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Old December 26th, 2017, 06:57 PM   #1
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The Great Dying, 1616-1619


The Great Dying 1616-1619

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Native Americans in the North Shore area [of Massachusetts] at that time are believed to have numbered in the thousands, but twenty years later when Ipswich was settled, the Agawam people are believed to have been reduced to less than a hundred individuals.
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The Massachusetts Indians are said to have been reduced from thirty thousand to three hundred fighting men.
To this day there is no general agreement about which disease was responsible for this particular catastrophe. Smallpox and/or plague are primary suspects, but some evidence weakens the cases against them. A new candidate is leptospirosis, a bacteria carried by rats - not only rats aboard English settler ships, but also French vessels stopping to trade for furs.

Rough as conditions were for the Puritans at Plymouth colony, things would have been even worse had they not been able to harvest corn from abandoned fields nearby.


New England's Coastal Plague

New Hypothesis for Cause of Epidemic among Native Americans, New England, 1616Ė1619
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Old December 28th, 2017, 09:18 PM   #2

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Interesting- this has been one of those historical mysteries I've been following for quite awhile. So many of the early settler and trade ship accounts mention large drops of native populations and a very few mass graves have been identified but no consensus agreement on what caused the mass deaths which were repeated in the Missippi valley a few generations later.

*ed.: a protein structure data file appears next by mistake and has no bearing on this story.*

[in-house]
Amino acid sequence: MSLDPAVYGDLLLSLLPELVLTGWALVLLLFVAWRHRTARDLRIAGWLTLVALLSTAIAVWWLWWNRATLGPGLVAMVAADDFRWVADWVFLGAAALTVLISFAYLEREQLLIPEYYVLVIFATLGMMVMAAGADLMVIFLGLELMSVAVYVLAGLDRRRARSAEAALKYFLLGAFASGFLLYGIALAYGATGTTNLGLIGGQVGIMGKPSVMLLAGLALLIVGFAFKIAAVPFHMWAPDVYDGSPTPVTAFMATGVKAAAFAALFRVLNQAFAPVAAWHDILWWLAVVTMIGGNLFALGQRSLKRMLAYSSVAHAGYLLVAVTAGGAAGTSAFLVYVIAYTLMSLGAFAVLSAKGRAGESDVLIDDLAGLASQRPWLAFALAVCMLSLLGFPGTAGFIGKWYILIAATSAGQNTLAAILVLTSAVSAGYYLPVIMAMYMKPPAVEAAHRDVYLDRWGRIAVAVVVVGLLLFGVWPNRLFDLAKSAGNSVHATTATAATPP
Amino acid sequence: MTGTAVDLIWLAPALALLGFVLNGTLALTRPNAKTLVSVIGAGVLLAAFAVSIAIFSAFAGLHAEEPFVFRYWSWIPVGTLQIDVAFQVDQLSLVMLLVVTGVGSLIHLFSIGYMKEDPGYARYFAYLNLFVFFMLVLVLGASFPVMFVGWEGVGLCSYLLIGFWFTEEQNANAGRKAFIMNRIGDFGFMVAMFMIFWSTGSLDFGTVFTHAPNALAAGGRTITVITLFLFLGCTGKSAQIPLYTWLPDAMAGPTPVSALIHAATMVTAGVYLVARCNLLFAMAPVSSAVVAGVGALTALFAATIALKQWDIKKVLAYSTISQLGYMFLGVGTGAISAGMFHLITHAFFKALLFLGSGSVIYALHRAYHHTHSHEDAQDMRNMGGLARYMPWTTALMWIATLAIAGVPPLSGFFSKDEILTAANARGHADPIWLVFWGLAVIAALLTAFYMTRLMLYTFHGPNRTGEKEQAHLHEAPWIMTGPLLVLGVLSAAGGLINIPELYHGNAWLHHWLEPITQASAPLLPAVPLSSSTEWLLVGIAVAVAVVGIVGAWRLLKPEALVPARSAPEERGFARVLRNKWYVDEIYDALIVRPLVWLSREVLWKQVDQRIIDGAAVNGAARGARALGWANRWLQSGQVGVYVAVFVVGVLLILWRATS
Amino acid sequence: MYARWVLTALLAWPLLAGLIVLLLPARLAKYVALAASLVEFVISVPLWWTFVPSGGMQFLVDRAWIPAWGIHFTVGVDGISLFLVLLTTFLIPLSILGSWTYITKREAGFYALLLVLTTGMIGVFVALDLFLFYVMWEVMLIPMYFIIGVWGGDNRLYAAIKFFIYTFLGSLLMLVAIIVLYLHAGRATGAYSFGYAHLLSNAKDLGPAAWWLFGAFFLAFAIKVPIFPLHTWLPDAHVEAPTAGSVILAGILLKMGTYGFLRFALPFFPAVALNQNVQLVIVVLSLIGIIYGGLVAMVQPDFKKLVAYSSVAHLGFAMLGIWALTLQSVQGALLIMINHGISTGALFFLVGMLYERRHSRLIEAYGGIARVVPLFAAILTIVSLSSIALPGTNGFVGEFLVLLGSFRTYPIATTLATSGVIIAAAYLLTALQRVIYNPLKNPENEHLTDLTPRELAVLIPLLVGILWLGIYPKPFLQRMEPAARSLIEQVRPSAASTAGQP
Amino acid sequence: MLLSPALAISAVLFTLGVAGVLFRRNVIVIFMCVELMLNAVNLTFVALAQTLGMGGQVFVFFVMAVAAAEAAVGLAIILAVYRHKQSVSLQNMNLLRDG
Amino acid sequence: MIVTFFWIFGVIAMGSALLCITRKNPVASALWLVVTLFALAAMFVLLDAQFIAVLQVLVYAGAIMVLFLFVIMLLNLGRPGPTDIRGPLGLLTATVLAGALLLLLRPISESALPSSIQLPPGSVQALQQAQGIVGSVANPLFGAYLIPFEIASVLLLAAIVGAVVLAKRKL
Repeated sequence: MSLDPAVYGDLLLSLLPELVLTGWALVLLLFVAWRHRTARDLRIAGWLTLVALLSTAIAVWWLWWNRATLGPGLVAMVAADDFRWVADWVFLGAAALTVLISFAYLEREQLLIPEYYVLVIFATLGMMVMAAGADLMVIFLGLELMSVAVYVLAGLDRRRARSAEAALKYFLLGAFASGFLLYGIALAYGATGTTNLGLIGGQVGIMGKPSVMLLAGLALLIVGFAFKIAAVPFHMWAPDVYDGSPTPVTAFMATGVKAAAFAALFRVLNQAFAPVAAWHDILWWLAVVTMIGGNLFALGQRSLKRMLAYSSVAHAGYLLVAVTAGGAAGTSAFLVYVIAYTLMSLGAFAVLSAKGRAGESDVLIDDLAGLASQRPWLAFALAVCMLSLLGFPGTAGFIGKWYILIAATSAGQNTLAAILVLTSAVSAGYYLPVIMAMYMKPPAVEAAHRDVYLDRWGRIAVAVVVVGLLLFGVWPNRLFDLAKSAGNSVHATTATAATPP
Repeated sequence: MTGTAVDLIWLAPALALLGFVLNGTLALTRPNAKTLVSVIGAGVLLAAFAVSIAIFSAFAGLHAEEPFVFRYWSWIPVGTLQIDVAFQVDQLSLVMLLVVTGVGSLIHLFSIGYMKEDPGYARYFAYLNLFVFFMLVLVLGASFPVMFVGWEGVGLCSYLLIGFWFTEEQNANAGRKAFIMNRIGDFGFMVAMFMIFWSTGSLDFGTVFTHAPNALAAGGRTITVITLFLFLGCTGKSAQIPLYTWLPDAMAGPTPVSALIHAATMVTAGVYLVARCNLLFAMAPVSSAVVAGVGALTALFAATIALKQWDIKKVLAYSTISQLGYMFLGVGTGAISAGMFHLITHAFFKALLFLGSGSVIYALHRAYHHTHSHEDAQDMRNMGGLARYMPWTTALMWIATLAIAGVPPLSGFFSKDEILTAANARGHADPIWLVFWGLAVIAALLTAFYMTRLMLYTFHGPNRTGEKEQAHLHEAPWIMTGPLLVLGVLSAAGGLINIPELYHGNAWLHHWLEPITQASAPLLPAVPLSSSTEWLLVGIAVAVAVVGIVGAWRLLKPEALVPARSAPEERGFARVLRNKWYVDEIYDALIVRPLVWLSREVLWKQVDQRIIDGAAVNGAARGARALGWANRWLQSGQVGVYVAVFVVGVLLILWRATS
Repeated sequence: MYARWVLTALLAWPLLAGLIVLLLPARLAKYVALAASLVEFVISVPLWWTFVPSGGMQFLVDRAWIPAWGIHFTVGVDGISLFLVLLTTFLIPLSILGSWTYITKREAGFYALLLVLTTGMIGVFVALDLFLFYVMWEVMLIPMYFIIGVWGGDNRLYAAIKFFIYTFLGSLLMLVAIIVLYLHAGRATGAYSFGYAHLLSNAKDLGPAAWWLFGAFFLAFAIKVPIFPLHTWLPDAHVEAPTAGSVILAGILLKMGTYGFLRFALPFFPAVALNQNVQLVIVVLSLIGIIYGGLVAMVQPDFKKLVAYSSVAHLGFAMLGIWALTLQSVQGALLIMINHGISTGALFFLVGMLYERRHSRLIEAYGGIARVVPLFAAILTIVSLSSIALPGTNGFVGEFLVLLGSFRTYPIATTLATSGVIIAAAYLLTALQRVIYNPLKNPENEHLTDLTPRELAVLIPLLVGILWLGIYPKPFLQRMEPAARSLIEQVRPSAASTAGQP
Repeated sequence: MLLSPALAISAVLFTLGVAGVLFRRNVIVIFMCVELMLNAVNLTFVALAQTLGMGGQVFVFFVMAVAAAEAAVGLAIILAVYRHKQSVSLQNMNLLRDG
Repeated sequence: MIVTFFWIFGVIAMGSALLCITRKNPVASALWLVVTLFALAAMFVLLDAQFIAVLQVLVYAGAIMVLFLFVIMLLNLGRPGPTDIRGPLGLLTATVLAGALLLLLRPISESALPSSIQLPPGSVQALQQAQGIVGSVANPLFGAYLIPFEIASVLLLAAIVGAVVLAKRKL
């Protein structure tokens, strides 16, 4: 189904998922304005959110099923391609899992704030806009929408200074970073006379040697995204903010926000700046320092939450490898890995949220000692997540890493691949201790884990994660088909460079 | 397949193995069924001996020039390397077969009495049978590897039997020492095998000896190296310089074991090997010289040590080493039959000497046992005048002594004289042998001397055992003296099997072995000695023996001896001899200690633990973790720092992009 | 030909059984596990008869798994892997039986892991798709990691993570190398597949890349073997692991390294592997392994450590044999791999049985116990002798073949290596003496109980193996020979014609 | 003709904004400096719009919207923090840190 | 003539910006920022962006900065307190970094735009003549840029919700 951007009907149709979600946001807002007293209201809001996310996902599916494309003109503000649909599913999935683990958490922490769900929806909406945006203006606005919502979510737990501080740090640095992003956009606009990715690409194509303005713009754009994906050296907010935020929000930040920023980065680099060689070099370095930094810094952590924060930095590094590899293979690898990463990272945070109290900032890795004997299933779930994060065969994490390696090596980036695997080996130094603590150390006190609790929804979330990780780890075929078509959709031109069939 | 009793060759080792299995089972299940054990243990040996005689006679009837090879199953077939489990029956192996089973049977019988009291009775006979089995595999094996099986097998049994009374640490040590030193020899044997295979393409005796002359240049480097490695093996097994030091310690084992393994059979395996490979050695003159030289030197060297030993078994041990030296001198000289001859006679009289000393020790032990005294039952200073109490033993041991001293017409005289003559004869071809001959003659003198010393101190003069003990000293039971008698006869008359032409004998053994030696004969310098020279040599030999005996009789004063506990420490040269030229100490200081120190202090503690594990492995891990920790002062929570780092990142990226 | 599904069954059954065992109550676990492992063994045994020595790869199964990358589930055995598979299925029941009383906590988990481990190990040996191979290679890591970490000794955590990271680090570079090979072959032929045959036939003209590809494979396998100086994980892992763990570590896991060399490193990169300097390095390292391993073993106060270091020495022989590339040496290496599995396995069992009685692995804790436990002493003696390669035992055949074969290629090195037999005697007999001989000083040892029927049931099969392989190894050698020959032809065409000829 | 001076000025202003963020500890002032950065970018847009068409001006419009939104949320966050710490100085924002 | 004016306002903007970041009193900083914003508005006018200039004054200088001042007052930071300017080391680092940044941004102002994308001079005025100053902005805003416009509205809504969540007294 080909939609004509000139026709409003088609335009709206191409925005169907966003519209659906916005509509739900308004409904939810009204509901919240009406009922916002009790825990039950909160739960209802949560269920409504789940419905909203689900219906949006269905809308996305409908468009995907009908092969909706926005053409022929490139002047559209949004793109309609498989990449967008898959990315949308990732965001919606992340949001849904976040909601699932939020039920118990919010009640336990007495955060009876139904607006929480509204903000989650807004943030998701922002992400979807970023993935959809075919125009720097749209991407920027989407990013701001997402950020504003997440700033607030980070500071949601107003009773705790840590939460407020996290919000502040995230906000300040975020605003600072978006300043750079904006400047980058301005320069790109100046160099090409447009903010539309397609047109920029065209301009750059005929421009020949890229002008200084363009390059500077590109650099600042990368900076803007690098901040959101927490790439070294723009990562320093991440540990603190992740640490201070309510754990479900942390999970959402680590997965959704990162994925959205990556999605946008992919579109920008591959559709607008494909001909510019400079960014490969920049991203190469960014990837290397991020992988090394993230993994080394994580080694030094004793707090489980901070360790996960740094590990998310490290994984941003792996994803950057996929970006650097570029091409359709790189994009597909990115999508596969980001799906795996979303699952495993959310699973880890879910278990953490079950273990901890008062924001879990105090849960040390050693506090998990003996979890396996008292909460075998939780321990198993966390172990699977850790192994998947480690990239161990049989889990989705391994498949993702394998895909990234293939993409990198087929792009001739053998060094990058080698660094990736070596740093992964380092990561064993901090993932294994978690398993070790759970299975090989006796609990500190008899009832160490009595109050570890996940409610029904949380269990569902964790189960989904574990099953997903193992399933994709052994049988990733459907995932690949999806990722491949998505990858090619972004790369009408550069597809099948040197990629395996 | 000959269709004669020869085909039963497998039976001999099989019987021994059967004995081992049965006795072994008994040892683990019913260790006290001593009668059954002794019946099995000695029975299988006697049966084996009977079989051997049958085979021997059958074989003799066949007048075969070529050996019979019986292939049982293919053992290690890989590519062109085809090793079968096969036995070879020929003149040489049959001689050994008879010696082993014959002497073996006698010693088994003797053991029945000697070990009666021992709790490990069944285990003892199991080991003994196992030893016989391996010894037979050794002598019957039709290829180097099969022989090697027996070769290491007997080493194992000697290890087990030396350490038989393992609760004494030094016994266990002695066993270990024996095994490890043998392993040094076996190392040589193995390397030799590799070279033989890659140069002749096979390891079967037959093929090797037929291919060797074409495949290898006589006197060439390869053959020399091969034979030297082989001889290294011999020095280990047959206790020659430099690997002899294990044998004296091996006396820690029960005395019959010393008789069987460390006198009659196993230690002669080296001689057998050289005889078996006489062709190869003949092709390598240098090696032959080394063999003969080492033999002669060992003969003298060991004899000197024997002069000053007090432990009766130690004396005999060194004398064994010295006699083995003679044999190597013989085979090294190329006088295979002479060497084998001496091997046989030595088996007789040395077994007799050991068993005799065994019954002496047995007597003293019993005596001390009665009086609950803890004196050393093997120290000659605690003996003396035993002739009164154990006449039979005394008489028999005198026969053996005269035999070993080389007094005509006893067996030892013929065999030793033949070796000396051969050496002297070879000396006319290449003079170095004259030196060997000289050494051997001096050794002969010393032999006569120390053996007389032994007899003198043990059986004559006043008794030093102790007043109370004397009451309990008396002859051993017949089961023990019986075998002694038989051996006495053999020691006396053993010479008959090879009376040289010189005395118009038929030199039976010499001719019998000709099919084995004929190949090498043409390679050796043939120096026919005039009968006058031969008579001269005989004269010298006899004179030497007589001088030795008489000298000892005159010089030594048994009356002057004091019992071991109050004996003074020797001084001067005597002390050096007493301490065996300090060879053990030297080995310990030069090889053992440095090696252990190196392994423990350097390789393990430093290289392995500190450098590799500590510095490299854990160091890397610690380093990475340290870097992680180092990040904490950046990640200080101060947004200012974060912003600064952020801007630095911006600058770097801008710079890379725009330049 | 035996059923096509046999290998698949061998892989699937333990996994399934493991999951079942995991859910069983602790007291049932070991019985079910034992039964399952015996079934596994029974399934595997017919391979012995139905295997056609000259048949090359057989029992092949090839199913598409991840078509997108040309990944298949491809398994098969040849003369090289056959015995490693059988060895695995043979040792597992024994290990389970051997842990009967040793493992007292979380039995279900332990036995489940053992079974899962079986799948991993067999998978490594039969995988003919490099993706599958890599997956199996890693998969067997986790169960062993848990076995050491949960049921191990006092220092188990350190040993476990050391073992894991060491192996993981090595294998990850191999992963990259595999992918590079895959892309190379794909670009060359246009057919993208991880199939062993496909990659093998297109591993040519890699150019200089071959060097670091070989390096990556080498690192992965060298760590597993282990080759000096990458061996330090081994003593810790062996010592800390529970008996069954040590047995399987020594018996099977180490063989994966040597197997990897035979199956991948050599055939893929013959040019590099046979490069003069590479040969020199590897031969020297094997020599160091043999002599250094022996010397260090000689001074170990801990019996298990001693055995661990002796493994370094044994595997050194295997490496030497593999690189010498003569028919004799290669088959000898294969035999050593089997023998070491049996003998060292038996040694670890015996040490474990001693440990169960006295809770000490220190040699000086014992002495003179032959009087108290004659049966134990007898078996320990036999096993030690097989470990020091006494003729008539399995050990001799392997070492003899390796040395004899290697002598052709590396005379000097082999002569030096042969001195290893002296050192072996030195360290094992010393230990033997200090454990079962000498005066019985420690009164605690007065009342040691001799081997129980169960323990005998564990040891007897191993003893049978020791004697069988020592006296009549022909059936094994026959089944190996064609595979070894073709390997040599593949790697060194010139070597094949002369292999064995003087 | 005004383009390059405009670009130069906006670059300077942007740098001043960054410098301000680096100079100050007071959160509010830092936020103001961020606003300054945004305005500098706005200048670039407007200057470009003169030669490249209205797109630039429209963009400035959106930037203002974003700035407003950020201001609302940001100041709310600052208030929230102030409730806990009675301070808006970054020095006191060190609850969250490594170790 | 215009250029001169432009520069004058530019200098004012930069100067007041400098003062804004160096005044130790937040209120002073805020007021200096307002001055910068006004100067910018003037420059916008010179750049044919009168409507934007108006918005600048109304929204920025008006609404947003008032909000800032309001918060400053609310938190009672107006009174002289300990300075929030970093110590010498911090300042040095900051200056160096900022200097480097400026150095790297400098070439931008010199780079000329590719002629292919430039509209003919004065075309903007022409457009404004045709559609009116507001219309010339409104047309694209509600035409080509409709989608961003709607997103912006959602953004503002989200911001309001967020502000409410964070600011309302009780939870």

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Old December 29th, 2017, 01:27 AM   #3

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The same occured during the setting up of the Sydney colony
within months the locals died , leaving only very few broken and traumatized survivors

"historians have reported that the population reduced dramatically with the introduction of smallpox into Sydney’s Aboriginal community in the first years of European contact, with reports of bodies floating in the harbour and found in foreshore rock shelters. It is estimated that almost half of Sydney’s Aboriginal population died in the smallpox epidemic of 1789. Melinda Hinkson’s Aboriginal Sydney says that the Gadigal, ‘the recognised owners of Sydney Cove – were reduced in number from about 60 in 1788 to just three in 1791’ "
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Old December 29th, 2017, 01:36 AM   #4
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Itís curious that native populations all over the world seem to have been wiped out by imported ĎEuropeaní diseases but the opposite doesnít seem to have happened. I know that Europeans were affected by tropical diseases of course but seemingly not to the same extent. There donít seem to have been non-European equivalents of smallpox or measles that would have killed large numbers of incomers. Any thoughts?
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Old December 29th, 2017, 05:31 AM   #5
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It seems like the Iroquois Confederacy took advantage of these weakened populations and raided as far as the Mississippi and western Great Lakes for years without significant opposition (see Francis Parkman's writings). This raises the question: were the Iroquois relatively immune? Did they maybe see an earlier population decline, that was recovered by the time others were succumbing?
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Old December 29th, 2017, 09:13 AM   #6
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Originally Posted by GogLais View Post